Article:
An ESG aligned Global Gender Equity Model for creating equitable corporate and government organisations
Authors: Evangelos Markopoulos, Marlena Schmitz, Baiba Ziga
Abstract: Living in the 21st century does not necessarily mean that men and women are treated fairly and respectfully regarding their respective needs and thus in a gender equitable way. On the one hand, women still do three times the amount of unpaid care work, earn 18% less for the same work, make up the minority of C-Suite Level leaders with only 22% compared to 78% of men (which has become even worse due to the Covid-19 Pandemic) and have to deal with issues such as the glass ceiling or glass cliff which prevent their careers from flourishing, to name a few issues. On the other hand, studies by experts conducted in the field of gender equity have shown that women were rated as more effective leaders during and before a crisis, that female participation in the workforce could add between 12-18 trillion dollars to global GDP and increase profits of companies whilst reducing turnover rates and improving productivity as well as employee satisfaction, therefore potentially benefitting society as a whole. To understand why the world has not become gender equitable yet despite the many benefits it would provide, the research conducted in this paper includes academic primary and secondary research, an international literature review, 13 individual interviews with top level managers and/or diversity, equity and inclusion experts (DEI) as well as a global survey with 66 respondents. The results led to the conclusion that there is a need for a shift away from the patriarchal system towards a gender equitable society, which can be achieved with the help of the Global Gender Equity Model (GGEM). The GGEM is a new conceptual model for understanding and describing the implementation of the factors that create gender equitable nations. It is based on four socioeconomic pillars (People, Economy, Education, Governance) aligned with ESG (Environment, Social Governance) criteria adopted by private and public organizations. The four pillars of the GGEM model blend the traditional corporate and government systems of global nations with the current need for individual and collective accountability, collaboration as well as transparency and free flow of information. These pillars were found to be associated with equitable environments and can be seen as both interdependent and positively reinforcing of each other. This means the relative strength of any one pillar has the potential to either positively or negatively influence national gender equity. The GGEM uses the principles behind these pillars to develop and deliver an assessment tool and guidelines that are holistic in their approach to help transform nations from their current inequitable state. The model has been developed to benefit any organization by enacting some or all of these principles no matter their location or the path selected to achieving true gender equity. The integration of the GGEM model with the ESG index has been designed to incentivise the adaptation of the model towards achieving faster and higher organizational ESG scoring. The paper also presents the limitations of the model at its current stage and areas of further research which can support it with technologies and processes that can give adaptation efficiency and implementation consistency.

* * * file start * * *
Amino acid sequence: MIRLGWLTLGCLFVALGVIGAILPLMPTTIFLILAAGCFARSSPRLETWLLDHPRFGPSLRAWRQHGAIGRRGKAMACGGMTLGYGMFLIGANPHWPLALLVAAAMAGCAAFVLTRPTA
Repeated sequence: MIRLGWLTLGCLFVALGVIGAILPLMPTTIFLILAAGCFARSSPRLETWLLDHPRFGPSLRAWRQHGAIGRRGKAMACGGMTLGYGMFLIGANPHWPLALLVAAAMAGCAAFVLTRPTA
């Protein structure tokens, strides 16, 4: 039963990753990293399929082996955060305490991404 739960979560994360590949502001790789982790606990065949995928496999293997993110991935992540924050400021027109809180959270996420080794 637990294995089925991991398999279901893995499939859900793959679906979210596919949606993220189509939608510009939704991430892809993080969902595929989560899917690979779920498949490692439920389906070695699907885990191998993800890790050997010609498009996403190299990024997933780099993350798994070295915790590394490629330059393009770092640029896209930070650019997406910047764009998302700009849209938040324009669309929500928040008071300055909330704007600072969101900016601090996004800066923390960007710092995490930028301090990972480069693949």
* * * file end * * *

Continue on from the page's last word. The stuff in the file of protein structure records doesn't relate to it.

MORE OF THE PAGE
Keywords: Diversity, Equity, Inclusion, ESG, People, Economy, Society, Education, Governance, Management, Leadership, Gender, Equality
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